Overall I could not be happier with this project. It turned out exactly as I was hoping it would, and I use it every day at work (my new office is chilly so I wear it to stay warm). I works great as a snuggly wrap, but it also looks great as a scarf type thing.

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Matching Cowl Success! The ultimate Canadian Winter set has been made!

20150716_185240Matching cowl complete! Honest to God, how awesome is this set? I know I know, blah blah modesty blah, but seriously… this set has turned out way way better than anything else I have made, and way better than I was hoping. It looks so cool! And unique! And cool!!! My friend in Texas said that when she first saw the picture of me in the set that it looked like a cool X-Men character. My husband described the look as a sort of brightly coloured ninja. Both sound awesome to me!

Okay, so we’ve established the set LOOKS great. As for functionality, lets delve into this a bit.

It gets extremely cold here in New Brunswick, and the windchill is fairly epic in its terribleness. -40°C level terribleness. I’ve lived here all my life and am as “used to it” as anyone can be, but it still sucks. I think a lot of people who suffer through weather like this every year are always in search of the Perfect Winter Combo™. I know I have been. So when I bought the yarn from MacAusland’s I saw this as my chance.

The whole basis for this project was to create a cute set that would be great for general winter days, would work well as separates, but when paired be able to shield against the worst of the windchills.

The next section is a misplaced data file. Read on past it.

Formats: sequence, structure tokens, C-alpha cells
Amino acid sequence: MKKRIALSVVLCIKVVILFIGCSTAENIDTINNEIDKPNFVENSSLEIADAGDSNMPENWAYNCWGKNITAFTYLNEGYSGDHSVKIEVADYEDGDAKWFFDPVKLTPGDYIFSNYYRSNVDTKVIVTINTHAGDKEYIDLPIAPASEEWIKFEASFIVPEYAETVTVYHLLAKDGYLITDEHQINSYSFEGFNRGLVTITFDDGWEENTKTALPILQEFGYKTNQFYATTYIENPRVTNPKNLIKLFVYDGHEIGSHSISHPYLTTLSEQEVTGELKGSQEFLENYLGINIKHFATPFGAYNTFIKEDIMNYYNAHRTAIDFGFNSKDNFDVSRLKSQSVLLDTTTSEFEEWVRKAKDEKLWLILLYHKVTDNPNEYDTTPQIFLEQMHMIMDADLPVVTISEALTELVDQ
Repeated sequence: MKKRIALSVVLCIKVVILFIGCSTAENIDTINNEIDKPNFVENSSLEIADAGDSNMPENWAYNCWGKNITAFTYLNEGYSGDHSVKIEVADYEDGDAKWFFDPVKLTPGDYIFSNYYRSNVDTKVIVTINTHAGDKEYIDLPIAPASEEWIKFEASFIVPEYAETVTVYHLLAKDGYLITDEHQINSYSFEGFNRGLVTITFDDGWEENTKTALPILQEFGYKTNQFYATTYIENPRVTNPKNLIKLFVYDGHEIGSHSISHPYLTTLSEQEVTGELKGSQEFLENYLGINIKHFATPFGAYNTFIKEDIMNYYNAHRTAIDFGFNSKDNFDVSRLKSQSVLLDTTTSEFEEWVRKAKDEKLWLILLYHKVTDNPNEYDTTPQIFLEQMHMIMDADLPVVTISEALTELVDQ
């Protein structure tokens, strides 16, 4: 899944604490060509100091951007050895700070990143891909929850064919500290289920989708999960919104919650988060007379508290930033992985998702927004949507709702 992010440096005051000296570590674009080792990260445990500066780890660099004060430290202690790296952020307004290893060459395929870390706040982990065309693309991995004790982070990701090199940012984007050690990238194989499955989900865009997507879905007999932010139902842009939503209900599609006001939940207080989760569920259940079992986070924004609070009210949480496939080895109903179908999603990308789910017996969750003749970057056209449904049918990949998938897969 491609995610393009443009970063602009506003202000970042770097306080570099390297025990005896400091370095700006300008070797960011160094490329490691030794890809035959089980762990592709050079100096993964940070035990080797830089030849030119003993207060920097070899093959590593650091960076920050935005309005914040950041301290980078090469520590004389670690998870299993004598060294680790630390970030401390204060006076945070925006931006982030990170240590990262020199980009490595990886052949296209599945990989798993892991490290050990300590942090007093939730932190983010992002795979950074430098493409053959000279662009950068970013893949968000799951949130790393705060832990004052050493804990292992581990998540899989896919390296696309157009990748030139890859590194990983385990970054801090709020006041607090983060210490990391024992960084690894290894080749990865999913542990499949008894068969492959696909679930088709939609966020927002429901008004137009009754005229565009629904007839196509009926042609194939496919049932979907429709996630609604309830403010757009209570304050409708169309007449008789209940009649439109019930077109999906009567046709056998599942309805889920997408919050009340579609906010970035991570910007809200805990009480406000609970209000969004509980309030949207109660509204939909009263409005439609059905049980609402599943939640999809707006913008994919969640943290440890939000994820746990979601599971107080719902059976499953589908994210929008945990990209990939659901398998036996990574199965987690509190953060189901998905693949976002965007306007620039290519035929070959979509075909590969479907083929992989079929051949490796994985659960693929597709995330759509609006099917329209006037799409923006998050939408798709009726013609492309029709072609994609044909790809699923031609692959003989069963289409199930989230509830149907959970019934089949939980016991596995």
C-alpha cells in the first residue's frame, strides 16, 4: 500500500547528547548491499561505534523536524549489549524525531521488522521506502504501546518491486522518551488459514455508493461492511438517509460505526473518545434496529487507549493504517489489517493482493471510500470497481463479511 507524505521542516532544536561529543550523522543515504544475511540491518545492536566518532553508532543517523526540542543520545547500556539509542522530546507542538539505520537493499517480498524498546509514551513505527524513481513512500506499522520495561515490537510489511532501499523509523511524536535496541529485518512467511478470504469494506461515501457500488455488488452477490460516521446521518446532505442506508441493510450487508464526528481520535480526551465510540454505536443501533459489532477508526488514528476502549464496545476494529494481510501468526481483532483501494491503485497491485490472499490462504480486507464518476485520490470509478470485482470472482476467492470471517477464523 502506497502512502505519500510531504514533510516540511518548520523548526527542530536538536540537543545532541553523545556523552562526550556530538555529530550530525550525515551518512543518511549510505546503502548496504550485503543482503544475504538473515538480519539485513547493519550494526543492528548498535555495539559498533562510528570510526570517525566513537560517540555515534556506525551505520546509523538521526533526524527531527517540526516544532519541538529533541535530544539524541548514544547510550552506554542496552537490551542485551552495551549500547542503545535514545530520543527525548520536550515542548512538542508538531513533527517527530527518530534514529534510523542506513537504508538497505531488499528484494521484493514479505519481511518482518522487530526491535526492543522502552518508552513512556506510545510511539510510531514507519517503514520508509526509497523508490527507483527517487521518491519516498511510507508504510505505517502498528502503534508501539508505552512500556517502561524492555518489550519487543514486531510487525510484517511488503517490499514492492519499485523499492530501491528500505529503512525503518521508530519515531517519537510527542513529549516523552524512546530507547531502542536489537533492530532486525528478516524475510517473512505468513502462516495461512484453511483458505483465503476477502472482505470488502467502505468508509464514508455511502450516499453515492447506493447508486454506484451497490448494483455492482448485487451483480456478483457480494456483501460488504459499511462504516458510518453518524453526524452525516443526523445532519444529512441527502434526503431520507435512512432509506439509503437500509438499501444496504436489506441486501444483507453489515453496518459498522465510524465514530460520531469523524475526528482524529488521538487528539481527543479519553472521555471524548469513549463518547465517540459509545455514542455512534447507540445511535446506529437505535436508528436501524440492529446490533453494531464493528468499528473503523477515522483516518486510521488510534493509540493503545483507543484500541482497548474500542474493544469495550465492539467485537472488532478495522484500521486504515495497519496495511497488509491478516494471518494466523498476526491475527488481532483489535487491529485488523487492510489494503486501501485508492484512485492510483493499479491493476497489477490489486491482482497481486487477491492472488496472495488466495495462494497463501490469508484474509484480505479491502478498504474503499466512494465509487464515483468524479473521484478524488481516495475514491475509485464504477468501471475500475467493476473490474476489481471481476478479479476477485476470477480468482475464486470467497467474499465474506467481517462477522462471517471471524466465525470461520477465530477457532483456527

Cute? CHECK!

Works well as separates? CHECK!

Shields against extreme winter windchills? As yet untested but I’m thinking it is going to be perfect. Why? I’m glad you asked! 20150716_185202

  1. I knit these at a fairly tight gauge, which makes them snuggly warm but also more resistant to wind. I also made a point of felting them just the tiniest bit to help with that, and to just make the colour blending blur a bit.
  2. The double thickness band on the front of the bonnet creates a fairly robust and effective windbreak. Normal hats that sit snug to the head do nothing to protect your eyes/face from the stinging winds, but this style hat really does a great job of creating a protective buffer from the wind. This isn’t just a guess, I know this first hand – my Birthday Sprinkles hat last winter was great for this!
  3. The extra-thick i-cord edging along the top of the cowl creates a bit of a form-fitting cushion along my face. I’m a fan of scarves/neckers/cowls, but have found that they all either 1) squash too tightly against my face/mouth to be comfortable or 2) are too loose and therefore gappy and drafty. My cowl allows for a snug (but comfortable fit) along the top while still having a looser more comfortable fit for along the body of the cowl.
  4. The cowl stays up. I am not a fan of super floppy cowls that don’t stay up.  Function over fashion, people!
  5. The bonnet overlaps the cowl in the back , creating a wind-proof result. I haaaaaaaaaate when there is a gap between my hat and my scarf/cowl that the wind and cold air can get at, but this combo works perfectly. Plus, it isn’t excessively bulky or lumpy looking.